Friday, September 24, 2010

Big Bag o unusual Blog Links

The effect of political connections: say you're a former Congressional staffer and you become a lobbyist. When your former boss leaves the Senate, your income goes down by over 50%.

Yglesias continues to excuse and praise Republicans for being two-faced
As you see here with Ryan (and in the generally Calvinball like approach the GOP has taken to the reconciliation question over the years), Republicans are determined to follow the actual laws and rules. When in the minority, they don’t rebel. They don’t murder their political opponents, they don’t organize coups d’├ętat. What they do is they try to win legislative battles through all the tools at their disposal. And when in the majority they . . . do the same thing. They believe, strongly, that letting wealthy businessmen get what they want is good for America, and they go about doing that with seriousness of purpose. Many Democrats, by contrast, seem to believe that their highest responsibility is to make themselves look good, to preen for the cameras, or to maximize their own personal authority.
But they’re wrong and Ryan is right. The procedural rules are levers to be deployed on behalf of important goals, not holy writ to which policy objectives should be subordinated.
Extra points for using Calvinball in a sentence.

Two great websites with interesting maps: one of US city segregation, the other of European stereotypes (the rest of Europe according to France, according to Germany, etc.)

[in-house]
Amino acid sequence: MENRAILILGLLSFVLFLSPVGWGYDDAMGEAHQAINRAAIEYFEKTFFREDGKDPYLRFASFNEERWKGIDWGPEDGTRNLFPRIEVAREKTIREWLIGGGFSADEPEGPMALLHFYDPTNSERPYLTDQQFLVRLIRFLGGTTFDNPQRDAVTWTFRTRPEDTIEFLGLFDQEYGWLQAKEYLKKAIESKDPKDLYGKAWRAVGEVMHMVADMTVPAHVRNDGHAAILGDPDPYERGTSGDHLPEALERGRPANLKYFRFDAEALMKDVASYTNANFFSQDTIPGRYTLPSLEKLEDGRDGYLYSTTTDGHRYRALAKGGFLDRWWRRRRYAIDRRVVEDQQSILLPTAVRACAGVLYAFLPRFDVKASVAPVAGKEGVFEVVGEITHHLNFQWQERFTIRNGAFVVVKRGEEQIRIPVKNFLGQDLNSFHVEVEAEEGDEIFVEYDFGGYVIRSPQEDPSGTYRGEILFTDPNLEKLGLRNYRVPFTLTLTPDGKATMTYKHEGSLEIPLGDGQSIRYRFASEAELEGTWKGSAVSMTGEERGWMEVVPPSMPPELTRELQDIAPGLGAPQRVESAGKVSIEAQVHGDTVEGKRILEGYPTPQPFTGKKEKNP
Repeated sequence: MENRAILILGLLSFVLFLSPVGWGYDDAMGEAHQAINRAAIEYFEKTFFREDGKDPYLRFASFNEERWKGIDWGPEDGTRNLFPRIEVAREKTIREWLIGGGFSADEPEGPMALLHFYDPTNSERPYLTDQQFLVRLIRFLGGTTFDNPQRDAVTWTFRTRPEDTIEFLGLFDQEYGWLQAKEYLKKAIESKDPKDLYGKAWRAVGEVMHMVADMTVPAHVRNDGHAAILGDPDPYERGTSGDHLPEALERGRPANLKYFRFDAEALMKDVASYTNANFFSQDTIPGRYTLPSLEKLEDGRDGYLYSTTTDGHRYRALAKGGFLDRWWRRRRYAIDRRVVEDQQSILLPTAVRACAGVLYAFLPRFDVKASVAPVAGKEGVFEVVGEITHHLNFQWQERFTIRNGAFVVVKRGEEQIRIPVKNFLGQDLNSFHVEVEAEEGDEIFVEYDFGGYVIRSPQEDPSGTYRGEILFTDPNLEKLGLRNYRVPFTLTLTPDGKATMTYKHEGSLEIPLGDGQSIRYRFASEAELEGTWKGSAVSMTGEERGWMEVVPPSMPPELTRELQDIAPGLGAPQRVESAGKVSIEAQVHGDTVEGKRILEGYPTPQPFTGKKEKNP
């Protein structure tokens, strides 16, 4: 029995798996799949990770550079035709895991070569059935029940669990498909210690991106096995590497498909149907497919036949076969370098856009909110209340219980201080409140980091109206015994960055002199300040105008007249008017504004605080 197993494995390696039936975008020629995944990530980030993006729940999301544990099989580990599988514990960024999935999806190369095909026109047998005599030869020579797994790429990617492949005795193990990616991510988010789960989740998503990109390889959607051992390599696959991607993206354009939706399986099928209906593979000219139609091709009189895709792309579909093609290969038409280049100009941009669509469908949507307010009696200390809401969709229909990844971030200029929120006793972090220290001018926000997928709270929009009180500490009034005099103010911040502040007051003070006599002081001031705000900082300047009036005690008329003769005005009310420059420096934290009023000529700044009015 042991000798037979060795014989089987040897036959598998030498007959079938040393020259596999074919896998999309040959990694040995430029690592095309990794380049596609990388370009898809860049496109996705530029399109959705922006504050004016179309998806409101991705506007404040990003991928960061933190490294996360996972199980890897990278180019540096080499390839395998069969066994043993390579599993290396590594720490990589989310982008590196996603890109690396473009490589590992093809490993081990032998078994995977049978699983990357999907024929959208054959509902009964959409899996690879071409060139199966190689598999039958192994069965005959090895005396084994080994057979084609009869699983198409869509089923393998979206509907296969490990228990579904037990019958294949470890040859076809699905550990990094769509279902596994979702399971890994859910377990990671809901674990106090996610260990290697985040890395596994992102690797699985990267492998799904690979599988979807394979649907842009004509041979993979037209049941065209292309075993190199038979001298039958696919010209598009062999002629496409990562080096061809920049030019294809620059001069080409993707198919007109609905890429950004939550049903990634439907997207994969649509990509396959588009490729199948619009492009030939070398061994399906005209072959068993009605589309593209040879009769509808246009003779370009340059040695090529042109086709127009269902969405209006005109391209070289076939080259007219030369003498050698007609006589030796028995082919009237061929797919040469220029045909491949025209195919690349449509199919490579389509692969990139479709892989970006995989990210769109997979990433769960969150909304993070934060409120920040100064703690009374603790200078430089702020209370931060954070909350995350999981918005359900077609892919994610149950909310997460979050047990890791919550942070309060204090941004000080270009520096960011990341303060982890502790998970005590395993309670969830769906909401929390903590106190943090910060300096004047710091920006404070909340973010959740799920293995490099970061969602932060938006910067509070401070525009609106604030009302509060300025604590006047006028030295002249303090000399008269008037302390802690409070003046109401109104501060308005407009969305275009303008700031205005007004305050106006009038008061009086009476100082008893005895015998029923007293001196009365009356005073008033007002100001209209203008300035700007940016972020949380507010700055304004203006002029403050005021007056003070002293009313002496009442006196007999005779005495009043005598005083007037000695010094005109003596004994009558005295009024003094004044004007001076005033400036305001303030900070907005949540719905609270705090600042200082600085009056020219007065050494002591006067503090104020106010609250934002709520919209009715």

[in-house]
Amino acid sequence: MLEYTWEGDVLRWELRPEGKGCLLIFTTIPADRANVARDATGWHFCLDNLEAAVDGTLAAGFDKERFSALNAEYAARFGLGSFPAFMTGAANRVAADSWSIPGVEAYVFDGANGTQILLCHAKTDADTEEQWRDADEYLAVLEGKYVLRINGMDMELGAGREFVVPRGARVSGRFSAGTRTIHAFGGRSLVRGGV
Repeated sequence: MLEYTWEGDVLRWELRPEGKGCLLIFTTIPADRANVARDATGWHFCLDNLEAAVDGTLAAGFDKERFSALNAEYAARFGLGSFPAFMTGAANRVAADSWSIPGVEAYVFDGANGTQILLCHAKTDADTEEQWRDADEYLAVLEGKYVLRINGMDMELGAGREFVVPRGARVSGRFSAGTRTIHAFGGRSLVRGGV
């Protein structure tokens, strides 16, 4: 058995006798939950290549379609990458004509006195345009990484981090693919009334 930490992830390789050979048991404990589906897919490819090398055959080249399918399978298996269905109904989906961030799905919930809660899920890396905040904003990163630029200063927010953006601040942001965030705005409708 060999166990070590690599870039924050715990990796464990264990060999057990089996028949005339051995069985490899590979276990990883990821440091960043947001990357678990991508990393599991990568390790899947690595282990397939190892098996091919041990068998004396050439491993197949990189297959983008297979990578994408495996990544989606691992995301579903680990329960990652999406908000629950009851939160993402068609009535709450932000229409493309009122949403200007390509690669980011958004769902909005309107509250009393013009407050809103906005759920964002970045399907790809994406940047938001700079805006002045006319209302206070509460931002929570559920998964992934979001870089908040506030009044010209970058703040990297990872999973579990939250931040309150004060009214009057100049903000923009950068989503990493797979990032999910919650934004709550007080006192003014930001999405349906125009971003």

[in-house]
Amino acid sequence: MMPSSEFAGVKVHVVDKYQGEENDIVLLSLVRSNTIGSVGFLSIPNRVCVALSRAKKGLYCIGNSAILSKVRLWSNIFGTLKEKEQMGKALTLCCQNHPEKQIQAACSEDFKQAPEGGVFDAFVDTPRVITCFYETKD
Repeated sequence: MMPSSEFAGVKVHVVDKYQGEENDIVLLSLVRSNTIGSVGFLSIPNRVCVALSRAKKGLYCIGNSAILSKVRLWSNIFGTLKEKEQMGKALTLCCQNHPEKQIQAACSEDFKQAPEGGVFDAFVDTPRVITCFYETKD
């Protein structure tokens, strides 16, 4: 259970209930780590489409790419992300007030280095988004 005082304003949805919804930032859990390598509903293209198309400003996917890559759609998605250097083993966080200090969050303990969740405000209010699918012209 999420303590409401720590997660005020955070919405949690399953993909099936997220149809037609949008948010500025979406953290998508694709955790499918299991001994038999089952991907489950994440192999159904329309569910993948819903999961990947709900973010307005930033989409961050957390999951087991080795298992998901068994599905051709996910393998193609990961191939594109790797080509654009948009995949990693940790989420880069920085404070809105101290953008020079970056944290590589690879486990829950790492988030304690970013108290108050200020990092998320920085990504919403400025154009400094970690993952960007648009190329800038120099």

How swimming lessons saved Taiwan. No, really. [if only I could remember to whom I tip my hat...]

A gathering of over 10,000 West African LDS youth, many of them discovering theater for the first time as they act out religious scenes. Lots of colorful, engaging pictures of the event.

It's called "The economics of Star Wars" but really it's the accounting of Star Wars, and only the revenue portion at that.

Blattman compares and contrasts rural vs. urban living and the advantages of each, coming out in favor of urban. I share his skepticism of the overly romanticized rural but that isn't enough to convince me.

Asian immigrants and their effect on cuisine:
South Korean investment in the U.S. got a major boost in 2008 when the federal government decided to no longer require visas for visiting South Korean citizens. The move has already shown results. For the first six months of this year, some 450,000 South Koreans entered the U.S., a 38% rise over the same period last year. [This worries Korean-American restaurant owners who will have to step up their game or be outshone.]
And a use for extra garden produce: Woman fends off bear with zucchini.

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